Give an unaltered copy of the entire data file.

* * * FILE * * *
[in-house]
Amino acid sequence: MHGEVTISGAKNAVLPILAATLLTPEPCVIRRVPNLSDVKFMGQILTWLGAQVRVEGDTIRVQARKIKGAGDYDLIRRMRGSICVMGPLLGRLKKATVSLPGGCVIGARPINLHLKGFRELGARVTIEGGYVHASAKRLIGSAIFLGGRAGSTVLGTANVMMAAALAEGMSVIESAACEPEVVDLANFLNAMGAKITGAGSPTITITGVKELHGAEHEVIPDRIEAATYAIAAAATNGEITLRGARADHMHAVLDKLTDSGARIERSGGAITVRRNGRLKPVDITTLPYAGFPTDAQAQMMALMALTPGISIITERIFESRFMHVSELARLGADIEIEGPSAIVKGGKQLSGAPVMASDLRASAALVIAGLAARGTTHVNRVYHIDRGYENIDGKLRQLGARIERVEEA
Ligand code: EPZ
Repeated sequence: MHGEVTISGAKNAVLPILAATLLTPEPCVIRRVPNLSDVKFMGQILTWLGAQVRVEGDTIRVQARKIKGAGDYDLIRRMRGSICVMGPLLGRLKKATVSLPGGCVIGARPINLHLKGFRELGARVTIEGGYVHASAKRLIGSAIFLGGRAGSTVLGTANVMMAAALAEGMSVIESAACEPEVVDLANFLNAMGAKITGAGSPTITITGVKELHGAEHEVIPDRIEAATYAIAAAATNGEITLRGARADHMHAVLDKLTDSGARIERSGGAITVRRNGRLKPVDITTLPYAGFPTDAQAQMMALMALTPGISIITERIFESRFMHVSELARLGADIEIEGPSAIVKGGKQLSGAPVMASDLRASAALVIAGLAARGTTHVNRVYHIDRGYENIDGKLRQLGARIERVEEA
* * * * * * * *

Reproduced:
[in-house]
Amino acid sequence: MHGEVTISGAKNAVLPILAATLLTPEPCVIRRVPNLSDVKFMGQILTWLGAQVRVEGDTIRVQARKIKGAGDYDLIRRMRGSICVMGPLLGRLKKATVSLPGGCVIGARPINLHLKGFRELGARVTIEGGYVHASAKRLIGSAIFLGGRAGSTVLGTANVMMAAALAEGMSVIESAACEPEVVDLANFLNAMGAKITGAGSPTITITGVKELHGAEHEVIPDRIEAATYAIAAAATNGEITLRGARADHMHAVLDKLTDSGARIERSGGAITVRRNGRLKPVDITTLPYAGFPTDAQAQMMALMALTPGISIITERIFESRFMHVSELARLGADIEIEGPSAIVKGGKQLSGAPVMASDLRASAALVIAGLAARGTTHVNRVYHIDRGYENIDGKLRQLGARIERVEEA
Ligand code: EPZ
Repeated sequence: MHGEVTISGAKNAVLPILAATLLTPEPCVIRRVPNLSDVKFMGQILTWLGAQVRVEGDTIRVQARKIKGAGDYDLIRRMRGSICVMGPLLGRLKKATVSLPGGCVIGARPINLHLKGFRELGARVTIEGGYVHASAKRLIGSAIFLGGRAGSTVLGTANVMMAAALAEGMSVIESAACEPEVVDLANFLNAMGAKITGAGSPTITITGVKELHGAEHEVIPDRIEAATYAIAAAATNGEITLRGARADHMHAVLDKLTDSGARIERSGGAITVRRNGRLKPVDITTLPYAGFPTDAQAQMMALMALTPGISIITERIFESRFMHVSELARLGADIEIEGPSAIVKGGKQLSGAPVMASDLRASAALVIAGLAARGTTHVNRVYHIDRGYENIDGKLRQLGARIERVEEA